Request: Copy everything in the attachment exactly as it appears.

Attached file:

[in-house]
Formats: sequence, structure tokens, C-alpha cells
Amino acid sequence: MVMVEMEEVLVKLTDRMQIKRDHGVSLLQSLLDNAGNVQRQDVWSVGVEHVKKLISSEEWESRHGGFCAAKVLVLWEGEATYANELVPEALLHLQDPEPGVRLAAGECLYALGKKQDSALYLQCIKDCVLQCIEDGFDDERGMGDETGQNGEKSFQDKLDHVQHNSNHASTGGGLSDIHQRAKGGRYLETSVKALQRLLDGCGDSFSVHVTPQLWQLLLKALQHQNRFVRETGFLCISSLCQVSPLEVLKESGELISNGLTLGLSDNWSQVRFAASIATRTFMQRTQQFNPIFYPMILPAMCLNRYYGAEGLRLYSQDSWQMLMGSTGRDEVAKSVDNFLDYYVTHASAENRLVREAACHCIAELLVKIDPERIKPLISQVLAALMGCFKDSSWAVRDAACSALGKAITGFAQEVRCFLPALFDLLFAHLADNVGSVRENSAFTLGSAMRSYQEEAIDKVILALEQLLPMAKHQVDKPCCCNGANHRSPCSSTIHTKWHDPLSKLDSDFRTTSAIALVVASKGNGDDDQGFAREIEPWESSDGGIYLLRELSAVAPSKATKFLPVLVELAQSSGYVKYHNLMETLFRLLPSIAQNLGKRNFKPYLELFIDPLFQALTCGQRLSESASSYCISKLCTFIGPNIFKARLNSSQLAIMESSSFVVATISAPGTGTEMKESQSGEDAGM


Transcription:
[in-house]
Formats: sequence, structure tokens, C-alpha cells
Amino acid sequence: MVMVEMEEVLVKLTDRMQIKRDHGVSLLQSLLDNAGNVQRQDVWSVGVEHVKKLISSEEWESRHGGFCAAKVLVLWEGEATYANELVPEALLHLQDPEPGVRLAAGECLYALGKKQDSALYLQCIKDCVLQCIEDGFDDERGMGDETGQNGEKSFQDKLDHVQHNSNHASTGGGLSDIHQRAKGGRYLETSVKALQRLLDGCGDSFSVHVTPQLWQLLLKALQHQNRFVRETGFLCISSLCQVSPLEVLKESGELISNGLTLGLSDNWSQVRFAASIATRTFMQRTQQFNPIFYPMILPAMCLNRYYGAEGLRLYSQDSWQMLMGSTGRDEVAKSVDNFLDYYVTHASAENRLVREAACHCIAELLVKIDPERIKPLISQVLAALMGCFKDSSWAVRDAACSALGKAITGFAQEVRCFLPALFDLLFAHLADNVGSVRENSAFTLGSAMRSYQEEAIDKVILALEQLLPMAKHQVDKPCCCNGANHRSPCSSTIHTKWHDPLSKLDSDFRTTSAIALVVASKGNGDDDQGFAREIEPWESSDGGIYLLRELSAVAPSKATKFLPVLVELAQSSGYVKYHNLMETLFRLLPSIAQNLGKRNFKPYLELFIDPLFQALTCGQRLSESASSYCISKLCTFIGPNIFKARLNSSQLAIMESSSFVVATISAPGTGTEMKESQSGEDAGM